Lost in Online Influence

13 Oct

Online InfluenceHow influential are you? Do you know your Klout score? The standard measurement of your overall online influence.

Klout score is a social media tool that measures your influence across the Web by tracking over 35 variables on your Twitter and Facebook profiles. Influence is defined as the ability to drive people to action. This action might be defined as a reply, a retweet or clicking on a link.

Is this a valuable metric? Does it mean anything?

Many people use their score to measure their personal progress, to confirm if they are reaching at the right audience with their business account. We even heard about HR managers and recruiters who evaluate candidates according to this metric. Others brag about it and get obsessed by becoming the next social celebrity. On the other side, companies are looking for influencers to make them ambassadors of their brand. At the end, it all comes down to: better the score, better are your chances of being found, being followed, having readers and being rewarded in the search rankings.

I confess, after Social Media Camp Victoria, many campers including me become obsessed with the Klout score. I refreshed my score 4 times this afternoon even if I know I can only do it once a week. What I am trying to accomplish? I know the data processing is solid. Is it a popularity contest? No. I think I am just having a hard time limiting the relevance of my opinions and the extent of my online engagement to a number from 1 to 100! Influence to me goes beyond an online action from Facebook or Twitter, it is the ability to change someone else’s attitude, opinion or behavior online and offline.

Ok, confession number 2, I want to be able to create, define and control my own digital profile. We live in a new context where we can be fairly or unfairly judged by what is online about us. I want to be able to mirror my “public me” with my “digital me” or at least be solely responsible of my own online reputation and influence. This score evaluates my influence in two social networks while I am part of many others and what about blogging that helps me share my opinions about different topics and let me respond, advice or influence my network.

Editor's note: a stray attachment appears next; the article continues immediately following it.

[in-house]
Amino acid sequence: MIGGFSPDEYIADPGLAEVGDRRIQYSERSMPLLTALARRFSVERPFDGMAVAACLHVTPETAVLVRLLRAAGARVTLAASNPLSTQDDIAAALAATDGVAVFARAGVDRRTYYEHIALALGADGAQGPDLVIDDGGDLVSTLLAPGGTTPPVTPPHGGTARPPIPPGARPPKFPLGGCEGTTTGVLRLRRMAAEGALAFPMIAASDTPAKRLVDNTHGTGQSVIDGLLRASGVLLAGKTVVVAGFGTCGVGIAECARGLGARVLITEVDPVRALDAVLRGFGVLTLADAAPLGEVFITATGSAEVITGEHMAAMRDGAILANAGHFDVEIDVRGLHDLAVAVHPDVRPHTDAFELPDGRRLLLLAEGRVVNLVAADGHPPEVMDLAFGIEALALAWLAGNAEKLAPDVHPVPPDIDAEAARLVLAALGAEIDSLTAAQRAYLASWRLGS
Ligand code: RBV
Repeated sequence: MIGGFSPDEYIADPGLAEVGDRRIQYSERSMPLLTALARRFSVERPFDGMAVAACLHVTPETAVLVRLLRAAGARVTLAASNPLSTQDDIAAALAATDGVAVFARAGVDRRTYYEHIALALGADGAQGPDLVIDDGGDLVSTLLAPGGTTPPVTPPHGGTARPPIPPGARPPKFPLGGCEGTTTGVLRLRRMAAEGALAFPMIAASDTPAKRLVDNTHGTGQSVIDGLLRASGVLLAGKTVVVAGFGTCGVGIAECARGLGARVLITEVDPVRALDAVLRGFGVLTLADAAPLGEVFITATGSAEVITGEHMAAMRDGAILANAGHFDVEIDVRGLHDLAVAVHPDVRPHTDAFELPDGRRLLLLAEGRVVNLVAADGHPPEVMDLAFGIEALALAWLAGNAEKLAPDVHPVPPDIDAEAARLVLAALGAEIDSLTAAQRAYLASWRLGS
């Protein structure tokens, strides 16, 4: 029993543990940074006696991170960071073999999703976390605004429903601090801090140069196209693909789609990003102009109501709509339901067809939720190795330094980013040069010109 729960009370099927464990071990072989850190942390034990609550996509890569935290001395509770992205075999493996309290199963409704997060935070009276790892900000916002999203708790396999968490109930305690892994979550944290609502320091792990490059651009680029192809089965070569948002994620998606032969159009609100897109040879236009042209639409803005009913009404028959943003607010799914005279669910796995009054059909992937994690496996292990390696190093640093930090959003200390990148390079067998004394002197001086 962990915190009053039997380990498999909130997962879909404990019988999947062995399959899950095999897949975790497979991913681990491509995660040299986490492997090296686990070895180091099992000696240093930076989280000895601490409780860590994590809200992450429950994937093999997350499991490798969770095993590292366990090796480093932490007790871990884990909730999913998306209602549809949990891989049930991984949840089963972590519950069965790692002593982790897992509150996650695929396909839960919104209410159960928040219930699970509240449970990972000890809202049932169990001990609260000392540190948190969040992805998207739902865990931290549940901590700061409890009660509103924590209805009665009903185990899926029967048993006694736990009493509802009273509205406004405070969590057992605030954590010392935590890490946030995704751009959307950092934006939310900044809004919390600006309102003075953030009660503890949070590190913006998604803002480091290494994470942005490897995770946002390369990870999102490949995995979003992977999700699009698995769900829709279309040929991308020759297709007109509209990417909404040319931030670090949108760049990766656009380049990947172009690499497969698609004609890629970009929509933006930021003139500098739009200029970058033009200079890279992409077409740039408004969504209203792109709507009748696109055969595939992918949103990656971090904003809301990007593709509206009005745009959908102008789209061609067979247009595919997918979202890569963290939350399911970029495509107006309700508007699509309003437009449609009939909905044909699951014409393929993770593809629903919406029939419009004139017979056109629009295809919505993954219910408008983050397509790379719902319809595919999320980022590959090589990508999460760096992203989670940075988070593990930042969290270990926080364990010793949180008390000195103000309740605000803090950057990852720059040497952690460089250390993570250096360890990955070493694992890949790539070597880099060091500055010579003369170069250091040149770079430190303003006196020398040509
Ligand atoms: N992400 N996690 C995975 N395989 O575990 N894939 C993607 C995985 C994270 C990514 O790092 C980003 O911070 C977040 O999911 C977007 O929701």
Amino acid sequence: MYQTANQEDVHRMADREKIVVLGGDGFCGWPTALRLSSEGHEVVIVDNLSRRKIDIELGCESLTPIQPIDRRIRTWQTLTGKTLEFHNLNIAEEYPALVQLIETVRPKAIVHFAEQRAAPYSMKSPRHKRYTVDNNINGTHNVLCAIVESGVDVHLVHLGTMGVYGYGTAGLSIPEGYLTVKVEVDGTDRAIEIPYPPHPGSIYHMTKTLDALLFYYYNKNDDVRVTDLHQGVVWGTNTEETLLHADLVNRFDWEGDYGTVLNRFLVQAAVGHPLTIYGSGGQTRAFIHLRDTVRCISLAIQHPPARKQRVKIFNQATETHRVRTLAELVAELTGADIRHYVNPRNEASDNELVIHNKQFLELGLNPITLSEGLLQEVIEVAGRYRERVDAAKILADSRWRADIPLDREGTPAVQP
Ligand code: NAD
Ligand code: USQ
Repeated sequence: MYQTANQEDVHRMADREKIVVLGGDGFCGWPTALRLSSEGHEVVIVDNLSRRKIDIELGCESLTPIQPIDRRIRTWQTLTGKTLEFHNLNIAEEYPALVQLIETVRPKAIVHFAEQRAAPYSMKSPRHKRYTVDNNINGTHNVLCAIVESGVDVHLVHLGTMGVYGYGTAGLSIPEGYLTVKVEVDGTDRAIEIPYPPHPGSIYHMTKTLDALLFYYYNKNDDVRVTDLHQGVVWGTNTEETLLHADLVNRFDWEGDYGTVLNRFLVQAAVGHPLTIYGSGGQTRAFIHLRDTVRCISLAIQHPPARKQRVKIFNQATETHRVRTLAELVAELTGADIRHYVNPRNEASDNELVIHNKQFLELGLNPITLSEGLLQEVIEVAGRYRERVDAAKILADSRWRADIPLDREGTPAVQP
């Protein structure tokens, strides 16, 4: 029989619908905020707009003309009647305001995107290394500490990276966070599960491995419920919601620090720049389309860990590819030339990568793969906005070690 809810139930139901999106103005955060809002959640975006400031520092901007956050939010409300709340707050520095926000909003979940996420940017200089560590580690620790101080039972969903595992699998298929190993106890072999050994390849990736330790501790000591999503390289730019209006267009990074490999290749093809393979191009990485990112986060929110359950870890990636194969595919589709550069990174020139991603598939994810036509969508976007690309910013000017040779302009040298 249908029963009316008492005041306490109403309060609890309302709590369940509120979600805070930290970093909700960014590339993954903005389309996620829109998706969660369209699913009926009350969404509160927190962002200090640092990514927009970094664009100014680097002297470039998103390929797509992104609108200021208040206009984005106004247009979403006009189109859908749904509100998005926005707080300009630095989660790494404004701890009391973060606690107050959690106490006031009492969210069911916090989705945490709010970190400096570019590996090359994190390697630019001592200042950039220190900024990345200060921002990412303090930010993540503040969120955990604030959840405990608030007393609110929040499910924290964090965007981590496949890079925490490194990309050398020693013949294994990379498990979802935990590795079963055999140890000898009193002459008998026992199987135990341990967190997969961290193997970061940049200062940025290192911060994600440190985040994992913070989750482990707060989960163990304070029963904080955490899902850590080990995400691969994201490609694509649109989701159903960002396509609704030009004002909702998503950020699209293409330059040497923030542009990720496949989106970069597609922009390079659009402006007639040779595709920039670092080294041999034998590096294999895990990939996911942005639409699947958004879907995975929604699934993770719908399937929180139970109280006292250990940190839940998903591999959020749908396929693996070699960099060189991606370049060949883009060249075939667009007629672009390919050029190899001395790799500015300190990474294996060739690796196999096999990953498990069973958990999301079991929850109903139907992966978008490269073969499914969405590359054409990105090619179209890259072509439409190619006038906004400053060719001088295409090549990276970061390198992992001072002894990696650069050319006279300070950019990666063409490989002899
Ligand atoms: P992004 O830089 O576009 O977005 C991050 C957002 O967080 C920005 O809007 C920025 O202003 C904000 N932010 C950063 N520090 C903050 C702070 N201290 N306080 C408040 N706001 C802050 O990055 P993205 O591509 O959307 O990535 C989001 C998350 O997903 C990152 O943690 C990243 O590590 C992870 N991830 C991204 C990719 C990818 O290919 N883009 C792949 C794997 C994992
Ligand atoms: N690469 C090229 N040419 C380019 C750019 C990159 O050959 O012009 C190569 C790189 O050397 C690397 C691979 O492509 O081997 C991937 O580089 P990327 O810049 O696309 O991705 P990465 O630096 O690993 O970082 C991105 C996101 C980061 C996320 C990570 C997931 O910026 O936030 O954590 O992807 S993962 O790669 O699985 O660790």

Klout score is an interesting metric to be used as a conversation starter and to be added to the overall goal to build a stronger online influence. But as a marketer, I will need to look at other variables to capture and understand the context.

The true measure of our influence goes beyond a score or a badge, it is a combination of trust, experience, authenticity and offline happenings.

What is your klout score? How are you planning to use this information?


5 Responses to “Lost in Online Influence”

  1. Janis La Couvée October 13, 2010 at 10:30 am #

    Good points. If I have a high Klout score but don’t use my influence to better my offline community, what have I accomplished?

    There are many measures of influence – even in a social media world.

    I wonder about the nascent trend towards rewarding people with high Klout scores with special “deals” or offers. Is it true that they will more adequately reflect a company’s brand than the many loyal existing customers?

  2. janicemansfield October 13, 2010 at 10:58 am #

    Good post Asmaa! As someone who has been irked by the Klout metrics and the (sometimes) mania surrounding Klout scores, I’ve been looking around for alternative metrics that more fully capture the scope of all the places I interact with people online, including my blogs.